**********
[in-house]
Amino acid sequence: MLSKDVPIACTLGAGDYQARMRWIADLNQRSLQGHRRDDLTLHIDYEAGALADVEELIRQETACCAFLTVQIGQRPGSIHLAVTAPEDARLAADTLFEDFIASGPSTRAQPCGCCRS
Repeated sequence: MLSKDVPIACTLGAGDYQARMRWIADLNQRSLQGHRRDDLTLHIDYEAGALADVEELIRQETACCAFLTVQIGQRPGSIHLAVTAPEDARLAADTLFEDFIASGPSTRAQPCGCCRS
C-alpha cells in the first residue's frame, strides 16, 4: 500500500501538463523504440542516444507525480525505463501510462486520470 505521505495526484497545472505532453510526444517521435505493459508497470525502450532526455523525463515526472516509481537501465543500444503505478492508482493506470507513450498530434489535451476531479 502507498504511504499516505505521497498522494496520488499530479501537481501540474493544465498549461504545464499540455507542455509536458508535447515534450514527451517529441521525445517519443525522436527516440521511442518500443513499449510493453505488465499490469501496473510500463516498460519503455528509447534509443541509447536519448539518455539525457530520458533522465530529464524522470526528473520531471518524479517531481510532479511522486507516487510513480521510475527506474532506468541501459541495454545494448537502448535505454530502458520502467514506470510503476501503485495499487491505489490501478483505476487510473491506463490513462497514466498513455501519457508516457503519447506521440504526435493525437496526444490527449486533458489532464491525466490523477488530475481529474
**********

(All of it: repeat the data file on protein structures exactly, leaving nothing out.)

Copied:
[in-house]
Amino acid sequence: MLSKDVPIACTLGAGDYQARMRWIADLNQRSLQGHRRDDLTLHIDYEAGALADVEELIRQETACCAFLTVQIGQRPGSIHLAVTAPEDARLAADTLFEDFIASGPSTRAQPCGCCRS
Repeated sequence: MLSKDVPIACTLGAGDYQARMRWIADLNQRSLQGHRRDDLTLHIDYEAGALADVEELIRQETACCAFLTVQIGQRPGSIHLAVTAPEDARLAADTLFEDFIASGPSTRAQPCGCCRS
C-alpha cells in the first residue's frame, strides 16, 4: 500500500501538463523504440542516444507525480525505463501510462486520470 505521505495526484497545472505532453510526444517521435505493459508497470525502450532526455523525463515526472516509481537501465543500444503505478492508482493506470507513450498530434489535451476531479 502507498504511504499516505505521497498522494496520488499530479501537481501540474493544465498549461504545464499540455507542455509536458508535447515534450514527451517529441521525445517519443525522436527516440521511442518500443513499449510493453505488465499490469501496473510500463516498460519503455528509447534509443541509447536519448539518455539525457530520458533522465530529464524522470526528473520531471518524479517531481510532479511522486507516487510513480521510475527506474532506468541501459541495454545494448537502448535505454530502458520502467514506470510503476501503485495499487491505489490501478483505476487510473491506463490513462497514466498513455501519457508516457503519447506521440504526435493525437496526444490527449486533458489532464491525466490523477488530475481529474